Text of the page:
The death of retired Deputy Inspector General of Police (DIG), John Hamza Ahamadu, brought to limelight the sleepy Unity Estate, Karu, Abuja as different class of vehicles have been driving in and out of the place, all to commiserate with the wife, Mary, and other family members of the late super cop.
The one-storey building with many sitting rooms could not even contain the sympathisers, who spread to neighbouring houses along the street.
The calm but sorrowful widow could not just come to terms with the sudden death of her dearly beloved husband of over 27 years.
The 47-year-old lady, a lawyer and Deputy Director with Federal Capital Development Authority (FCDA), looked far away from the throng of sympathisers who besieged her once quiet house. Her mind seemed to be wandering and wondering what comes next. They had five children, the first being 27 years old.
Speaking on the life and death of her husband was something Mary found a bit difficult, as the tears kept tumbling from her eyes. Amidst sobs, the dark and beautiful woman said: “I can’t say categorically if my husband had premonition of death on Sunday. But what baffles me up till now is that on that day, he woke up early in the morning and gathered all the children together in my room upstairs and said they should all carry me.
“I was shocked and when I demanded the meaning of such action, all my husband could tell was that himself and the children did not want me to fall as I did the previous Sunday. The Sunday before the sad one, I had fallen sick and in a bid to climb down the staircase, my leg slipped and I fell. So, jokingly, my husband and the children insisted on carrying me downstairs. We all left joyfully early in the morning to our church, Evangelical Church of West Africa (ECWA) in Wuse II, Abuja.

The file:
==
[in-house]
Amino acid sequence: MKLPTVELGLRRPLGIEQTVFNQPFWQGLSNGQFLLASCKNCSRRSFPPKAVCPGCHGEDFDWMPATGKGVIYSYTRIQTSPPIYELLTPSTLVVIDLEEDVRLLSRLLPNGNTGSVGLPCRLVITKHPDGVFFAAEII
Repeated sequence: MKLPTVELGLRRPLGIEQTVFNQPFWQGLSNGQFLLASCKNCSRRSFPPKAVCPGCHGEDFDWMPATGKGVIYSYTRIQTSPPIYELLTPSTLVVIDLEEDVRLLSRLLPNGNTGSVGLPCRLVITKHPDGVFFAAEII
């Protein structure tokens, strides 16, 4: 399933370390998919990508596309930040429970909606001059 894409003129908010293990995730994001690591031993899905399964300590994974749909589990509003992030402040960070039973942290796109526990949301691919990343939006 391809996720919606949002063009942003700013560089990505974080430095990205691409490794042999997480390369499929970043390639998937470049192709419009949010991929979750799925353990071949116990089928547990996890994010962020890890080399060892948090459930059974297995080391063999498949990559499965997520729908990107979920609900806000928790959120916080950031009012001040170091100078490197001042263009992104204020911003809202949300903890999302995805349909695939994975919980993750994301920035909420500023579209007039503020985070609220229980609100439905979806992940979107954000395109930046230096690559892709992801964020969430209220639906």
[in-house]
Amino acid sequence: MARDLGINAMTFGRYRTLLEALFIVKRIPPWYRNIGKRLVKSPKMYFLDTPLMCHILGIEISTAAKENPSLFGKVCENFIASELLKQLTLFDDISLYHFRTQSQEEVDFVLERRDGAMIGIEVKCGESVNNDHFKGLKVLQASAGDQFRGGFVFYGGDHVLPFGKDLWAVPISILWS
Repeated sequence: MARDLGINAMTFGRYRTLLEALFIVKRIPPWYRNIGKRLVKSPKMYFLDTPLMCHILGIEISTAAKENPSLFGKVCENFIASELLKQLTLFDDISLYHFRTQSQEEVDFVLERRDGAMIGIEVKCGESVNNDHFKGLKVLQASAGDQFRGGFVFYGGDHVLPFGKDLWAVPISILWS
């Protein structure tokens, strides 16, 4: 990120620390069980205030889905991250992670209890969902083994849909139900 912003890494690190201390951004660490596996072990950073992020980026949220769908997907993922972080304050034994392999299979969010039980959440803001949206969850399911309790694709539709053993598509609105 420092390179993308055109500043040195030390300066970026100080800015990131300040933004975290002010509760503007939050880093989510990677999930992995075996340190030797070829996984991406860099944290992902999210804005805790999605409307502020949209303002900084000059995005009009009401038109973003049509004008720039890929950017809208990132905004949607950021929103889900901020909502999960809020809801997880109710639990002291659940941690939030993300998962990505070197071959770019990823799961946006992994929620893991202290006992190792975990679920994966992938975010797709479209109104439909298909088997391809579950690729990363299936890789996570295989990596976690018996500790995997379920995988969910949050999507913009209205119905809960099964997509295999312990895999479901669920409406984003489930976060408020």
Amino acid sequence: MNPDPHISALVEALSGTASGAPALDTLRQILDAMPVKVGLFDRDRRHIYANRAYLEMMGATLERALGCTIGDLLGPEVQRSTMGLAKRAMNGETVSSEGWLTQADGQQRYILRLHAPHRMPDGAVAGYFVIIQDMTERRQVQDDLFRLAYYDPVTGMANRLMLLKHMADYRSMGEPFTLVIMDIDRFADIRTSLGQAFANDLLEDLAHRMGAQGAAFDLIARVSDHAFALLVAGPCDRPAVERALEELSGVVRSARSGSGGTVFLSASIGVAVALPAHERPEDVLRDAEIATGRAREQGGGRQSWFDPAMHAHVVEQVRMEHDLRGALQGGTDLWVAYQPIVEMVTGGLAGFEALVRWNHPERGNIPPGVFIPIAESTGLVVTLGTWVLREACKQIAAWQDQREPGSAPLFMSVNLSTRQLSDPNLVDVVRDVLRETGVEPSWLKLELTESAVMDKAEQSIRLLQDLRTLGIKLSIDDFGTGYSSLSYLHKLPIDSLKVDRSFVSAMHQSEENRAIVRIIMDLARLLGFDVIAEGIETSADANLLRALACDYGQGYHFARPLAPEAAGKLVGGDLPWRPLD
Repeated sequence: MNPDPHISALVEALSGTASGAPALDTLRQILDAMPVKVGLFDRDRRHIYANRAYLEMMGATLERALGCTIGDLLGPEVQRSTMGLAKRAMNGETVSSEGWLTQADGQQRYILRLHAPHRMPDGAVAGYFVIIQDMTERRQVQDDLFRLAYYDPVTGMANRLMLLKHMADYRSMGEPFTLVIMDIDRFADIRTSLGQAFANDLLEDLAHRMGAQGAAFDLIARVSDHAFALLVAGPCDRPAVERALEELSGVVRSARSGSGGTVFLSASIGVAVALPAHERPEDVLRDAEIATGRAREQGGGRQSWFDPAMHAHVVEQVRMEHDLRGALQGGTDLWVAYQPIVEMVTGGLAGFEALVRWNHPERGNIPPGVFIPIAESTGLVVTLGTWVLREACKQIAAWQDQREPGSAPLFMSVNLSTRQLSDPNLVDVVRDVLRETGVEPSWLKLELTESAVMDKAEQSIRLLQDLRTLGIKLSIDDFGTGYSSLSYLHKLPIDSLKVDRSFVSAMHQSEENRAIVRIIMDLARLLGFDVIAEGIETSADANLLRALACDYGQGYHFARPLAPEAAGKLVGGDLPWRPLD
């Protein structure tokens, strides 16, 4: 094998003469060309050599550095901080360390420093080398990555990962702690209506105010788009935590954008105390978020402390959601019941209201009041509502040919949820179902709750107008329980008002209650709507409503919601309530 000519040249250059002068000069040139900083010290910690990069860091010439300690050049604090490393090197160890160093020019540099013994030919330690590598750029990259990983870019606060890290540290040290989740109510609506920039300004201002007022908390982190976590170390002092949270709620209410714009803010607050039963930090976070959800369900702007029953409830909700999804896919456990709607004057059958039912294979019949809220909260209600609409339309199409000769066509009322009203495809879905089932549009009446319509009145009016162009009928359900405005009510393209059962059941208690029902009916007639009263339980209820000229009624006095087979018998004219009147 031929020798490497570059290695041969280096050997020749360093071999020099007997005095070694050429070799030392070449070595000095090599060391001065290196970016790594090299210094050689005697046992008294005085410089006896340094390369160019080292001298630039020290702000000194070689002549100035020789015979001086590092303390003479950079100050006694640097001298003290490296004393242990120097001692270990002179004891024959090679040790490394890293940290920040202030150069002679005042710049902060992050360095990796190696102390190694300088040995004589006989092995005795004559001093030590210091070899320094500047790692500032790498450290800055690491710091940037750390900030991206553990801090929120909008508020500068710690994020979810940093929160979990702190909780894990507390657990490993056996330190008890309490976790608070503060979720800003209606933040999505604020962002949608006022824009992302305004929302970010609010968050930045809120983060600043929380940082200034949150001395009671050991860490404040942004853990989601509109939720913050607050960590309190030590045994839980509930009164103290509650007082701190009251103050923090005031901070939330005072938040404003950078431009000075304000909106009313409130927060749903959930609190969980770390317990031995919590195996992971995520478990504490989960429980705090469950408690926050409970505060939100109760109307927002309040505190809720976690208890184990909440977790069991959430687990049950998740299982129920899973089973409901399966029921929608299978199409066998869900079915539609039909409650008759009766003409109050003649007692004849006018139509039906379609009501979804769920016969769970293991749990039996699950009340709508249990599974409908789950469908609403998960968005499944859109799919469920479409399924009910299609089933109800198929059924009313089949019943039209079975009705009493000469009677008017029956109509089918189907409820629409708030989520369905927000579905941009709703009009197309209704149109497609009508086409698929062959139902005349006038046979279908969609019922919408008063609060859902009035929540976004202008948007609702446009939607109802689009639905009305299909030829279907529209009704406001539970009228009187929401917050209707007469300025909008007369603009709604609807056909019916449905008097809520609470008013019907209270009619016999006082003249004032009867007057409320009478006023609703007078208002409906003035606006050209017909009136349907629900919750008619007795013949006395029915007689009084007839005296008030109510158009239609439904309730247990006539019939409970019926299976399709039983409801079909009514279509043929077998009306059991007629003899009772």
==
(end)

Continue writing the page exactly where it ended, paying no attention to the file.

“While in the church, I kept thinking about the early morning incident. Although we have been having fun at home but that of last Sunday was a bit different. He thrilled me and I started thinking that my husband was acting strange. I thought of missing him dearly because of his trip to Ekiti via Lagos. There in the church, I blessed God for giving me such a wonderful man as husband. Little did I know that that would be the last I would see of him on earth.”
She said some time ago, her husband had trained some people on vigilante for Lagos State government and when the Ekiti State governor saw the success of the training, he invited him to submit a proposal towards training his own local security personnel.
Born in Kashimbila, Takum Local Government Area of Taraba State on November 16, 1955, Ahmadu had BA (Hons) in Sociology, a certificate in International Criminal Justice and its Administration, and also an alumnus of the prestigious National Institute for Policy and Strategic Studies (NIPSS), Kuru, Jos, Plateau State.
He served in various police formations including Sokoto and Delta State Police Commands. He held challenging positions such as DIG Operations and later the DIG in charge of ‘D’, Investigations Department at Force Headquarters, Abuja before his retirement on December 14, 2010.